‘Outside the Wire’ is a flawed but  mostly entertaining Netflix Original

by Gordon Shelly

In the not-so-distant future a civil war between pro-Russian insurgents and local rebels rages in the Ukraine. US peacekeeping forces find themselves in the midst of the battle to help save the day. The soldiers are a mix of Marines, drone pilots and robotic super solders called “Gumps.” A drone pilot named Harp (Damson Idris) finds himself in a precarious situation after he disobeys a direct order, launches a strike, and kills two Marines in the process. As punishment he is reassigned to a top secret mission with Captain Leo (Anthony Mackie). Leo is a secret weapon, a human-like android with superhero-type powers. Leo and Harp engage on a mission to stop a nuclear attack and in the process the robot warrior will teach Harp more about his own humanity than he could have imagined.

Outside the Wire achieves the number one goal of any movie – it entertains. It’s a bit of a science fiction movie, mixed with a buddy cop drama, but mostly it is a mix of an action and war movie with all of the tropes of such an adventure. Harp is partnered with Leo to bring a human element to the mission, or so it seems, but the movie takes a few interesting twists and not is all is as it seems. The movie itself stays on mission as much is it can, while asking the big questions we expect from such a science fiction movie where robots and humans co-exist. Who is actually the more human? The robot or the man? Can the man learn from the robot? Can the robot learn humanity from the man?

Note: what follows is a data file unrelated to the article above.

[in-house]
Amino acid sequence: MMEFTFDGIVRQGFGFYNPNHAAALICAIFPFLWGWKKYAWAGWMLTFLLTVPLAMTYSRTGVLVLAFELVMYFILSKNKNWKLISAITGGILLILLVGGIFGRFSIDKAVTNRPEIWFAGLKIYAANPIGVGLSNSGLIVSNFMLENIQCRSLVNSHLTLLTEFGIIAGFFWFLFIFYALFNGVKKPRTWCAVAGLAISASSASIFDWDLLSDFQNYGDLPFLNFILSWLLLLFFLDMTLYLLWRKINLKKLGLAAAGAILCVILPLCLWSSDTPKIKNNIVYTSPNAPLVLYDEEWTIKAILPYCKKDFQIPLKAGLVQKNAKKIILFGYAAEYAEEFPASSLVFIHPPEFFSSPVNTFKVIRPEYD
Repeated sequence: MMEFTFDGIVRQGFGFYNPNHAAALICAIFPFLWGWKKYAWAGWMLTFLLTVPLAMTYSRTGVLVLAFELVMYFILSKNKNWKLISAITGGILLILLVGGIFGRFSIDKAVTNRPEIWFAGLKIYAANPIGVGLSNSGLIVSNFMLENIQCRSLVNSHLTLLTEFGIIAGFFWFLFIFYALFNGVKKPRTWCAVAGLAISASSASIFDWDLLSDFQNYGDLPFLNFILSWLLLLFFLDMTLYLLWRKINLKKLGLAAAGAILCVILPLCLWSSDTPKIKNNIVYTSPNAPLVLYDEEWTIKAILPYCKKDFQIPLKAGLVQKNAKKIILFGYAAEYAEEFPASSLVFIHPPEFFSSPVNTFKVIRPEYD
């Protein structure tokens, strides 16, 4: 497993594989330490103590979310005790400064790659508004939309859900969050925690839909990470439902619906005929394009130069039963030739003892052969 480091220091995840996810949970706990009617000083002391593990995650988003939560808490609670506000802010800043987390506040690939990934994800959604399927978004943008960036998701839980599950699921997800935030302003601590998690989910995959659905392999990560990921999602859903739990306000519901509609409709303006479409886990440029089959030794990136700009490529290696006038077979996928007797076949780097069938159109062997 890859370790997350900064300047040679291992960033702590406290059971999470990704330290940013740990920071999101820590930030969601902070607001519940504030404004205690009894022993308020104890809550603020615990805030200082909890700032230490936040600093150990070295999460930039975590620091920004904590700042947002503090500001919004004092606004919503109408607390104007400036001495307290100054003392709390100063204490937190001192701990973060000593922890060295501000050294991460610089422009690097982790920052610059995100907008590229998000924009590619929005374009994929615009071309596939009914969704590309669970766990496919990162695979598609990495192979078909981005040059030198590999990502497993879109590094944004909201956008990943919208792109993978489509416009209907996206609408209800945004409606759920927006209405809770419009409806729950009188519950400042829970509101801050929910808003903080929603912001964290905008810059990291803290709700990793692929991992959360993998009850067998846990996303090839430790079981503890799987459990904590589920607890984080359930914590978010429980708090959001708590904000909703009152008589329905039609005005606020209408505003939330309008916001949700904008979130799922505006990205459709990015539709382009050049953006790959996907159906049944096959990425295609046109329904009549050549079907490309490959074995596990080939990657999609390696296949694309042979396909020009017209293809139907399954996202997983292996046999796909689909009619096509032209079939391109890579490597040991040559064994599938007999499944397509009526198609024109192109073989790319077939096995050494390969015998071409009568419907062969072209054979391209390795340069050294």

As a philosophical science fiction flick, Outside the Wire falls flat, never finding its own voice and leaving the viewer knowing they have seen this all before. As a war movie, however, it works quite well. The action is intense and on-going and there is just enough compassion between the two characters to keep us interested in their journeys and their outcomes.

Gordon’s Grade: C